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Marketing Malpractice

Marketing Malpractice

National Lampoon's Christmas Vacation opens up with Chevy Chase (a.k.a. Clark Griswold) behind the wheel of the family truckster. After a near-death experience where he mutters the much-repeated phrase by my sisters and me, “Burn dust. Eat my rubber,” he leads his family out into the woods on a quest for the perfect Christmas tree. 

But, it’s not really the tree or the house that’s decorated with 25,000 incandescent lights or the bonus he was shafted out of by his tightwad boss that is driving Clark. Those are merely things that he thinks will make him happy. What he really wants more than anything is a good old-fashioned family Christmas. 

Watching the Griswold’s imperfectly perfect Christmas reminds me of the classic essay by Harvard professor Clayton Christensen. His “Marketing Malpractice” opus challenged conventional thinking about market segmentation that can lead to misguided personas and introduced his Jobs-To-Be-Done theory. 

Christensen offered a refreshing way to think about customer needs as they pertain to developing marketing messages to motivate them:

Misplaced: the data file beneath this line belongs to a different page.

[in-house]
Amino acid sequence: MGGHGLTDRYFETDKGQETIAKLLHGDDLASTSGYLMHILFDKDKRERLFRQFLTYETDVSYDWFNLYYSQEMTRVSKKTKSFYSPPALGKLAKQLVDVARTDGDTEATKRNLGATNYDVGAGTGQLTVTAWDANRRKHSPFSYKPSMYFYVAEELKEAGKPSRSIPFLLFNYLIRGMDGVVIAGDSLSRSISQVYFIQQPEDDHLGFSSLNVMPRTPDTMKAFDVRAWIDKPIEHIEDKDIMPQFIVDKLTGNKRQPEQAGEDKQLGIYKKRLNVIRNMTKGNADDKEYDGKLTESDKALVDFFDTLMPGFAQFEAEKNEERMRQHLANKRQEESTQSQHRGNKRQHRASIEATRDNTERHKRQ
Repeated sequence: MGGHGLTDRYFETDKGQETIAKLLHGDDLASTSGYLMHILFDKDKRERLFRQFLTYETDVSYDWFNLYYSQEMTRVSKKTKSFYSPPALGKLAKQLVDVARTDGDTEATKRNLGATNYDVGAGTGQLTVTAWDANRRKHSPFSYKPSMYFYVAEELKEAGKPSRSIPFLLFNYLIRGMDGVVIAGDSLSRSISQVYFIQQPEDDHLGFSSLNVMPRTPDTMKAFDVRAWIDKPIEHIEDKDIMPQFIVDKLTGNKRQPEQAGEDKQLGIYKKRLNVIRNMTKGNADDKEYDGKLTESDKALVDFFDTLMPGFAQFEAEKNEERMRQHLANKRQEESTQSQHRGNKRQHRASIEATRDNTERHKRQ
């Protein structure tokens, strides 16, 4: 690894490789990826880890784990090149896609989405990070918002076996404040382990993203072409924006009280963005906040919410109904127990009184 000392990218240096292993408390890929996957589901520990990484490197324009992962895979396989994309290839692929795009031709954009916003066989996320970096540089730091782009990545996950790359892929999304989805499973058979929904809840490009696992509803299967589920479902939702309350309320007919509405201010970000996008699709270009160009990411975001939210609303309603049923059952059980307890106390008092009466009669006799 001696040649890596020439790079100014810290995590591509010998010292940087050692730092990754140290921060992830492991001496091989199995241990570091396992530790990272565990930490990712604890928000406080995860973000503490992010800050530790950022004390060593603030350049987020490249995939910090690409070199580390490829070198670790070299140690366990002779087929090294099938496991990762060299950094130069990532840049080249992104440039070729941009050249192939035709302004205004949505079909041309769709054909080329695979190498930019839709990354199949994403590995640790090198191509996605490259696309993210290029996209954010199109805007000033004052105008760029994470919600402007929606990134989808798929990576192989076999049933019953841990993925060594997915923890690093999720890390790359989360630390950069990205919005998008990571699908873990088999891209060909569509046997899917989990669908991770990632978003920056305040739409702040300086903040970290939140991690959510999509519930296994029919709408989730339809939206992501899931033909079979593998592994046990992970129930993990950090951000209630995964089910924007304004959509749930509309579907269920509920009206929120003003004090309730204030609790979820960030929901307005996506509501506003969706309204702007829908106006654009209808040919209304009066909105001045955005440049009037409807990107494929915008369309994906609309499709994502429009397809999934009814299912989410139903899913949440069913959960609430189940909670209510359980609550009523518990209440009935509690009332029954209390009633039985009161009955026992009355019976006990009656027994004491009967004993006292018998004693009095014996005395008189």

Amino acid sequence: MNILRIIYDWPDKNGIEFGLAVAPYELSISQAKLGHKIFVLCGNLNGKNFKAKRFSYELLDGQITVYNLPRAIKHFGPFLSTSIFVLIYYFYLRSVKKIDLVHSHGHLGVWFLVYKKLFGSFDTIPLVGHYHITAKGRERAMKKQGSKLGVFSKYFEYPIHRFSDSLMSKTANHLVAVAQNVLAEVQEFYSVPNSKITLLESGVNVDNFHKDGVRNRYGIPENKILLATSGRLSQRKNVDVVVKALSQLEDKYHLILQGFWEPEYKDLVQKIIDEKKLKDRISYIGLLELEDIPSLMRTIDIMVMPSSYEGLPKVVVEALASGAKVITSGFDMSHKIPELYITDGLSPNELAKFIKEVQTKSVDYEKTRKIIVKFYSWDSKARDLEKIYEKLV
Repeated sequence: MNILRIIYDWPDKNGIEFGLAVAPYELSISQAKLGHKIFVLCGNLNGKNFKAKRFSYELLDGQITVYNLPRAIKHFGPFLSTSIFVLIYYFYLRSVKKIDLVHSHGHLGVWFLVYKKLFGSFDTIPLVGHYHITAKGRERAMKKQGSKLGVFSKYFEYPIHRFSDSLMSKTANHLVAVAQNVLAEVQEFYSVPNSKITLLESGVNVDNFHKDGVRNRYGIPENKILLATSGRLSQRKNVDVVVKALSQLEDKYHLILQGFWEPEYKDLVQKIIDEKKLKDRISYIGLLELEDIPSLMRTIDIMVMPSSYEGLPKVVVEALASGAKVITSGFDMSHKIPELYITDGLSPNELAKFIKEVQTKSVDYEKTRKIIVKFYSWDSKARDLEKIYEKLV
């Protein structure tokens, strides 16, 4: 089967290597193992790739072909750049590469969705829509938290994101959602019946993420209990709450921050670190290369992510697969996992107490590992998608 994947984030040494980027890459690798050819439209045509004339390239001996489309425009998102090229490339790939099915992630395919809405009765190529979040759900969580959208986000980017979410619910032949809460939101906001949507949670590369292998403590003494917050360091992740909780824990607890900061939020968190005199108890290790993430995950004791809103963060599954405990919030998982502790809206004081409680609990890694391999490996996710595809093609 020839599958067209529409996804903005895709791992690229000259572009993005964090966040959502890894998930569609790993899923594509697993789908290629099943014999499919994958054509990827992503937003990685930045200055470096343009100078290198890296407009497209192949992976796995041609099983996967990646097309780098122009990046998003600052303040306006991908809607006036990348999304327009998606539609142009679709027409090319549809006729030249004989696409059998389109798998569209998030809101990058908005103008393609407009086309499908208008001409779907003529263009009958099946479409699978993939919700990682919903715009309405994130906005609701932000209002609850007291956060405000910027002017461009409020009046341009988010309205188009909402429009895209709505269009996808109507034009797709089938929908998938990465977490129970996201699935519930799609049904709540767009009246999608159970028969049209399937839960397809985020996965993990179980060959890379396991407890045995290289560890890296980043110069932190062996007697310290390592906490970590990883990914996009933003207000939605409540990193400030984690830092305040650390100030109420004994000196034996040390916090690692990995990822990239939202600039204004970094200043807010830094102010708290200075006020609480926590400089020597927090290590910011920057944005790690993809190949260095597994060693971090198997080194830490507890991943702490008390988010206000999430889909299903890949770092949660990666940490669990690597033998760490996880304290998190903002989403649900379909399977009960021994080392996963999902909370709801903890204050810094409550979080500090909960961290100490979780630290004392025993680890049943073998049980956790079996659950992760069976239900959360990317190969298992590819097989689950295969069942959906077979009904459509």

“The great Harvard marketing professor Theodore Levitt used to tell his students, ‘People don’t want to buy a quarter-inch drill. They want a quarter-inch hole!’ Every marketer we know agrees with Levitt’s insight. Yet these same people segment their markets by type of drill and by price point; they measure market share of drills, not holes; and they benchmark the features and functions of their drill, not their hole, against those of rivals. They then set to work offering more features and functions in the belief that these will translate into better pricing and market share. When marketers do this, they often solve the wrong problems, improving their products in ways that are irrelevant to their customers’ needs.

There is a better way to think about market segmentation and new product innovation. The structure of a market, seen from the customers’ point of view, is very simple: They just need to get things done, as Ted Levitt said. When people find themselves needing to get a job done, they essentially hire products to do that job for them. The marketer’s task is therefore to understand what jobs periodically arise in customers’ lives for which they might hire products the company could make. If a marketer can understand the job, design a product and associated experiences in purchase and use to do that job, and deliver it in a way that reinforces its intended use, then when customers find themselves needing to get that job done, they will hire that product.”

What Clark Griswold and Clayton Christensen both reminded me is what we think our audience wants is not always what they really need. 

That knowledge is truly the gift that keeps on giving. 

(Photo: Hughes Entertainment/Warner Bros.)

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